The reduction reaction is carried out by placing a lignin in contact with water. The lignin may be dissolved or slurried in an aqueous medium at concentrations preferably ranging from about 5% to about 20% by weight. Sodium hydroxide or a similar compound may also be placed in the aqueous medium in a concentration of about 1% to about 15% by weight to increase lignin solubility. The reducing agent is injected into the reaction vessel to blanket the reduction reaction mixture at an initial pressure greater than about 100 psi, preferably greater than about 500 psi. The reducing gas is preferably carbon monoxide or hydrogen or a mixture of both.
A pasting oil can be used as the solvent for the lignin reduction reaction. This embodiment does away with the need for a later separation step from water in some cases before proceeding with the final reactions. But it is still necessary to contact the lignin with a relatively small amount of water for an effective reduction to take place.
A catalyst may be employed to increase the yield. A ferrous salt is the preferred catalyst for hydrogenation of lignosulfonate. Other metal ions which may be used to catalyze the lignosulfonate hydrogenation are: cobalt, molybdenum, nickel and aluminum. When it is desired to reduce kraft lignin, alkali lignin, or desulfonated lignosulfonate by hydrogenation, it is preferred to use about 1% to about 15% by weight of a Raney nickel catalyst, based on the weight of the kraft lignin.
In general, the hydrogen reduction reaction should be allowed to proceed at reaction temperature and pressure for a period of about 30 minutes to about 5 hours and the carbon monoxide reduction for a time period of about 15 minutes to about 2 hours. The oil soluble lignin phenols can then be extracted from the reduction reaction mixture with an organic solvent. Preferred solvents are ether, diethylether, tetrahydrofuran, benzene and toluene. The lignin phenols may then be ethoxylated and sulfated by means known in the art.
The reduction of lignin by hydrogen and carbon monoxide and their ethoxylation and sulfation is discussed in detail in U.S. Pat. No. 4,739,040, the disclosure of which is incorporated herein by reference.
The lignin phenols are converted to lignin phenol surfactants by one or more reactions selected from the group consisting of alkoxylation, sulfonation, sulfation, alkylation, sulfomethylation, and alkoxysulfation, to provide some water solubility to the oil soluble lignin phenols. In general, these reactions are known in the art. Further details as to these reactions with lignin phenols may be found in the U.S. Pat. No. 4,739,040 reference, previously incorporated by reference.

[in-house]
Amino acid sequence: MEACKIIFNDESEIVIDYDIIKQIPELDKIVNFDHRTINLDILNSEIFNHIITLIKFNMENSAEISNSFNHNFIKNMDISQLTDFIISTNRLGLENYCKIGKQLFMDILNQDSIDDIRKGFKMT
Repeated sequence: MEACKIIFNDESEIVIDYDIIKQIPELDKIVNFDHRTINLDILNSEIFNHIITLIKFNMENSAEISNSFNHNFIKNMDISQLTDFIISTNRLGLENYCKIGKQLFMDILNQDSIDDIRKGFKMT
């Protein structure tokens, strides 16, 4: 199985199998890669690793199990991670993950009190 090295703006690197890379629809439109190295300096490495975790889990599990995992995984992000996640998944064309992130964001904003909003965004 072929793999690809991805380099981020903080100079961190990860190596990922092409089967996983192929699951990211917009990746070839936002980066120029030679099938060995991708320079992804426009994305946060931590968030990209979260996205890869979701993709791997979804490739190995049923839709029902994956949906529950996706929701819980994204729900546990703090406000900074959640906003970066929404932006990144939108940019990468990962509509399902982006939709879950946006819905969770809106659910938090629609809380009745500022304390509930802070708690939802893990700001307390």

The most preferred reaction is a sulfonation reaction to yield a lignin phenol sulfonate. A preferred sulfonation method is to sulfomethylate the lignin phenol with formaldehyde and sodium sulfite or sodium bisulfite. The sulfomethylation reaction adds the sulfomethylene group (--CH2 SO3 Na) to the lignin phenol. Sulfuric acid, sulfur trioxide, or sulfur trioxide-dioxane complex may also be used to sulfonate the lignin phenol.
The following examples will further illustrate the novel surfactant system of the present invention. These examples are given by way of illustration and not as limitations to the scope of the invention. Thus, it should be understood that the composition and amounts of the surfactant system may be varied to achieve similar results within the scope of the invention.
Blends of several surfactant systems within the scope of the invention were prepared and tested for stability andinterfacial activity. Corefloods were also performed on the most effective blends indicated by the screening tests.
In the test, three different lignin phenol sulfonates were employed (LPS-1, LPS-2 and LPS-3). LPS-1 started as Lignosite 458, a trademarked softwood sodium lignosulfonate sold by Georgia Pacific Corp. The lignosulfonate was reduced at 410° C. by carbon monoxide and then sulfonated by reaction with sulfur trioxide-dioxane complex. LPS-2 started as a kraft lignin that was reduced at 410° C. with carbon monoxide in the presence of a hydrogen sulfide catalyst, and sulfonated by sulfur trioxide-dioxane complex. LPS-3 started as Lignosite 458 which was reduced at 440° C. with carbon monoxide, and sulfonated by sulfur trioxide-dioxane complex.